2. we grab the user input - until the user types in the VI-style “q!” - the session will continue
  3. we execute the user input using the Session - we also cacth errors and show them if something is wrong

What we can do now is run the application (remember, to use Self Host API elevated privileges are needed) - I will use PowerShell for better screenshots, but it’s a regular Console Application. In the application we can simply type all the necessary code to run the server. Just type the regular C# code, and hit enter after every line.

Of course this currently has no controllers so it’s not very usable - but the server is up and running (we can ping it, or navigate to it in the browser) - and we didn’t compile any code, or didn’t even use the script files as we did in the last example. We simply allowed the user to type in some C# code as strings in Console window!

Adding support for external assemblies πŸ”—

In order to solve the problem of the controllers, which, if you recall from part 1, have to be packaged in a separate assembly, we need to add support for parsing external files.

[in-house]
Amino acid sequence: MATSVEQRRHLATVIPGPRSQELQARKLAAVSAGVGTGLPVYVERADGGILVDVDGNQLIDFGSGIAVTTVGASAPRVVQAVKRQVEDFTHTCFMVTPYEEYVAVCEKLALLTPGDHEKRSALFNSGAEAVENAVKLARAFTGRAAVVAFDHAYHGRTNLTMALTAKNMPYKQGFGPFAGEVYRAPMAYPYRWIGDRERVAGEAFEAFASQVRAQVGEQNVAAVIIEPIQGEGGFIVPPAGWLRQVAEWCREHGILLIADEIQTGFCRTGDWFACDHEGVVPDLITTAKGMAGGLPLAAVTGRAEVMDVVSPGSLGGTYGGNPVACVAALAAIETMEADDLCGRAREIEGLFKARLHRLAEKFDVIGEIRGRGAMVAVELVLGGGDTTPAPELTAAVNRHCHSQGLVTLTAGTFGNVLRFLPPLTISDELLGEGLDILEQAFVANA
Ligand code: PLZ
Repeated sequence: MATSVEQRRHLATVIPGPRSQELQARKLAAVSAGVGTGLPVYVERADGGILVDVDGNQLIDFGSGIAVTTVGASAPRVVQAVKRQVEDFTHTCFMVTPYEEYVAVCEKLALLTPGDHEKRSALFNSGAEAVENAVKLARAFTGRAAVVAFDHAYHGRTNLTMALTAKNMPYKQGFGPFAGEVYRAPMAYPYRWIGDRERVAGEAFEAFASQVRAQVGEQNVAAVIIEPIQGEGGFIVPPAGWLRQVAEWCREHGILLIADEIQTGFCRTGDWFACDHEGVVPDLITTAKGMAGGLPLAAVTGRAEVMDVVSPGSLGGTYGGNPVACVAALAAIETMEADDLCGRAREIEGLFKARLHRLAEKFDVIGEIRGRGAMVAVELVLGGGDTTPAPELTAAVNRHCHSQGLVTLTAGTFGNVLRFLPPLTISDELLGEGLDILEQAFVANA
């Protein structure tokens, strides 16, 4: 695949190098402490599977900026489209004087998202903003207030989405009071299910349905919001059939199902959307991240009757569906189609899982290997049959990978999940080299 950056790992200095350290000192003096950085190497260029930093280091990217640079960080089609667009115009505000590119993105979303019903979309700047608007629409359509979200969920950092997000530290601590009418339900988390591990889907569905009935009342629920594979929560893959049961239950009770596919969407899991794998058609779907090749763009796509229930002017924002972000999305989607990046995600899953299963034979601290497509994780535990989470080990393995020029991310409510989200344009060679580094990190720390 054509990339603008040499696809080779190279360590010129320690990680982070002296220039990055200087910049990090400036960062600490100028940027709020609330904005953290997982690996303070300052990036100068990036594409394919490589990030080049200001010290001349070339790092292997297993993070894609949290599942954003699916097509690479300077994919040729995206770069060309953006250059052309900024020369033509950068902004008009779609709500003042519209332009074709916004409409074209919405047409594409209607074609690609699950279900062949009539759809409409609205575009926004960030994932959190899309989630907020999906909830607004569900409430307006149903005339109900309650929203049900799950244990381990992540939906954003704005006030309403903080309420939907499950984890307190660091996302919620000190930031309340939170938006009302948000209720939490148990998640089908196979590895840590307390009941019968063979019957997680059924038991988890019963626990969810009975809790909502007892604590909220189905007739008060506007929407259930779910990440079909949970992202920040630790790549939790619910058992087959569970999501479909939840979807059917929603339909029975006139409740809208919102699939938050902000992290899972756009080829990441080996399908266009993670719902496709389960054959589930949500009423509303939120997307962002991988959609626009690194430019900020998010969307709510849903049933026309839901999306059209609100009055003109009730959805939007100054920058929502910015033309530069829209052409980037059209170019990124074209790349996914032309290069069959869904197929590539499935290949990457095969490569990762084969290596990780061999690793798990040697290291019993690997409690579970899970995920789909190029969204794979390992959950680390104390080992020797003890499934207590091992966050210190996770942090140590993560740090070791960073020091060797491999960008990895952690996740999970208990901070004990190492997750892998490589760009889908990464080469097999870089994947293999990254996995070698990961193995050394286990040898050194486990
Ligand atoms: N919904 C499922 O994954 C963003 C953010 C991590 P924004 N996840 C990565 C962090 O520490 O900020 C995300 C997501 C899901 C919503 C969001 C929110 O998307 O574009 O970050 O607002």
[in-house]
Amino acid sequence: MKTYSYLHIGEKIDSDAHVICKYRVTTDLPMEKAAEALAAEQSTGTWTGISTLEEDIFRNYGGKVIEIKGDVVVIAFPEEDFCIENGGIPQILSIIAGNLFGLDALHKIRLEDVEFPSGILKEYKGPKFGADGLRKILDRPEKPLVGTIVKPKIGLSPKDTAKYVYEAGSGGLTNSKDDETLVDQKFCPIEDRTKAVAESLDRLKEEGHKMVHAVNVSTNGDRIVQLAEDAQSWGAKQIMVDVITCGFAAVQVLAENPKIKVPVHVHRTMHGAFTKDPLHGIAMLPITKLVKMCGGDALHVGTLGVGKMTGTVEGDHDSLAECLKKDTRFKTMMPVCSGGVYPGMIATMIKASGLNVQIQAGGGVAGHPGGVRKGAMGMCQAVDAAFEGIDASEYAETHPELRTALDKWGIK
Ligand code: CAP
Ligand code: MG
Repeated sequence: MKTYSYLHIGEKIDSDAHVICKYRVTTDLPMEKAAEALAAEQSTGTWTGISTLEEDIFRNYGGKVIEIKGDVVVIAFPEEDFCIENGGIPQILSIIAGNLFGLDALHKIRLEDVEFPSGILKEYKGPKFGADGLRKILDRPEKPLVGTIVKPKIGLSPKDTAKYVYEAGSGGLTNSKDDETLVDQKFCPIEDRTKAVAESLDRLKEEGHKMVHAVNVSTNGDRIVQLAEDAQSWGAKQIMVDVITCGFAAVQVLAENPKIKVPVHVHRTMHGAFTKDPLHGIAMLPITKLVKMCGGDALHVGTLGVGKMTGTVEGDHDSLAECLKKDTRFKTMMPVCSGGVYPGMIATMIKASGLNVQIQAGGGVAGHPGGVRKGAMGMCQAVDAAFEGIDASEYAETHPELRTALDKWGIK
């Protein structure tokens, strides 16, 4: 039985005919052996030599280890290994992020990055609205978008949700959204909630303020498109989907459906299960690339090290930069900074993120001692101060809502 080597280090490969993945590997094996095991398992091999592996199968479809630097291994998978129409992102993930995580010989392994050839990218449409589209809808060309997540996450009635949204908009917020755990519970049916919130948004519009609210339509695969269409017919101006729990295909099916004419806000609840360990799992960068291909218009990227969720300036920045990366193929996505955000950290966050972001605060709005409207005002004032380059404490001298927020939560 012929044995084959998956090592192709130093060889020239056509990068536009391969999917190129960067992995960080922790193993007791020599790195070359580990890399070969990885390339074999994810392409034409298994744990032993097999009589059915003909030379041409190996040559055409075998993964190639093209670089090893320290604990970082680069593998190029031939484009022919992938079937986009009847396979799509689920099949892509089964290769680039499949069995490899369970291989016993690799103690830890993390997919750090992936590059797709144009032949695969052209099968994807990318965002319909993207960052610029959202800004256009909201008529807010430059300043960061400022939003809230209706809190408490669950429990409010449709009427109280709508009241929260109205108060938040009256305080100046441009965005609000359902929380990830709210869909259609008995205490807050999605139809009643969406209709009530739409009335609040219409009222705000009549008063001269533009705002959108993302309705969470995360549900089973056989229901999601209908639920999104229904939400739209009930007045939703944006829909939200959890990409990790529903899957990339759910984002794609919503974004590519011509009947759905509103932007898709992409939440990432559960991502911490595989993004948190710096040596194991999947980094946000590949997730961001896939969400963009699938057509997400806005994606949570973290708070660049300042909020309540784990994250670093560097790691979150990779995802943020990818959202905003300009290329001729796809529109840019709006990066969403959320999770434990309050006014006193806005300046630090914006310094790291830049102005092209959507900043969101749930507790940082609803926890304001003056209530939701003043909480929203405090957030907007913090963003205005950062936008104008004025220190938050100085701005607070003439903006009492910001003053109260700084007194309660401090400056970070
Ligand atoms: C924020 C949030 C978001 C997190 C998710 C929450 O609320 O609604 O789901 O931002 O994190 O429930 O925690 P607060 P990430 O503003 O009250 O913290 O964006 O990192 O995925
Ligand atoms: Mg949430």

First let’s create a code that would package the controllers into an assembly. Let’s add a new file webapiControllersScript.csx:

using System.IO;  
using System.Reflection;  
using Roslyn.Compilers.CSharp;  
using Roslyn.Compilers;

var tree = SyntaxTree.ParseFile(@"c:UsersFilipDocumentsVisual Studio 2012ProjectsRoslyn.WebApiRoslyn.WebApiwebapiScriptControllers.txt");

var compiledCode = Compilation.Create(  
options: new CompilationOptions(outputKind: OutputKind.DynamicallyLinkedLibrary),  
syntaxTrees: new[] { tree },  
references: new[] { new MetadataFileReference(typeof(object).Assembly.Location), new MetadataFileReference(@"C:Program Files (x86)Microsoft ASP.NETASP.NET MVC 4AssembliesSystem.Web.Http.dll") });

Assembly assembly;  
using (var stream = new MemoryStream())  
EmitResult compileResult = compiledCode.Emit(stream);  
assembly = Assembly.Load(stream.GetBuffer());